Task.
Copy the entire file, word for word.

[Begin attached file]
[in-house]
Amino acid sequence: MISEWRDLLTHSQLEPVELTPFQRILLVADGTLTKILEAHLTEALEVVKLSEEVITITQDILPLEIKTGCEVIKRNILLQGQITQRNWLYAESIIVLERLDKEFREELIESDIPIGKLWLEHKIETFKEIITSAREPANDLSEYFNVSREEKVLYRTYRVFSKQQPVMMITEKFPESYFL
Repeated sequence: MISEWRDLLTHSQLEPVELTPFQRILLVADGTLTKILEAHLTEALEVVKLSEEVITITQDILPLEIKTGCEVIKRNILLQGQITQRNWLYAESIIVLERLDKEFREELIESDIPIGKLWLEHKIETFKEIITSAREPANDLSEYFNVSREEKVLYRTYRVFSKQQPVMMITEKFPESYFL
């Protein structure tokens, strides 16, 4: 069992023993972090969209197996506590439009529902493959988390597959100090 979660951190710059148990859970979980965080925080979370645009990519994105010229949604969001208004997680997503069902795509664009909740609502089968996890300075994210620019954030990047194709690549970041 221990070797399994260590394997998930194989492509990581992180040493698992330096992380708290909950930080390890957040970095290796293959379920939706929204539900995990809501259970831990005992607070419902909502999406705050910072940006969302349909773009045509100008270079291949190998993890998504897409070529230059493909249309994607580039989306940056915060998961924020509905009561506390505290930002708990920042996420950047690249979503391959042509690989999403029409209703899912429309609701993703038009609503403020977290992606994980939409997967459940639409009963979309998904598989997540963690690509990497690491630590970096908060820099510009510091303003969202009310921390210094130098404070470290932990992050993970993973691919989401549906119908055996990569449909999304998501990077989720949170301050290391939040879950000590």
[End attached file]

[in-house]
Amino acid sequence: MISEWRDLLTHSQLEPVELTPFQRILLVADGTLTKILEAHLTEALEVVKLSEEVITITQDILPLEIKTGCEVIKRNILLQGQITQRNWLYAESIIVLERLDKEFREELIESDIPIGKLWLEHKIETFKEIITSAREPANDLSEYFNVSREEKVLYRTYRVFSKQQPVMMITEKFPESYFL
Repeated sequence: MISEWRDLLTHSQLEPVELTPFQRILLVADGTLTKILEAHLTEALEVVKLSEEVITITQDILPLEIKTGCEVIKRNILLQGQITQRNWLYAESIIVLERLDKEFREELIESDIPIGKLWLEHKIETFKEIITSAREPANDLSEYFNVSREEKVLYRTYRVFSKQQPVMMITEKFPESYFL
């Protein structure tokens, strides 16, 4: 069992023993972090969209197996506590439009529902493959988390597959100090 979660951190710059148990859970979980965080925080979370645009990519994105010229949604969001208004997680997503069902795509664009909740609502089968996890300075994210620019954030990047194709690549970041 221990070797399994260590394997998930194989492509990581992180040493698992330096992380708290909950930080390890957040970095290796293959379920939706929204539900995990809501259970831990005992607070419902909502999406705050910072940006969302349909773009045509100008270079291949190998993890998504897409070529230059493909249309994607580039989306940056915060998961924020509905009561506390505290930002708990920042996420950047690249979503391959042509690989999403029409209703899912429309609701993703038009609503403020977290992606994980939409997967459940639409009963979309998904598989997540963690690509990497690491630590970096908060820099510009510091303003969202009310921390210094130098404070470290932990992050993970993973691919989401549906119908055996990569449909999304998501990077989720949170301050290391939040879950000590």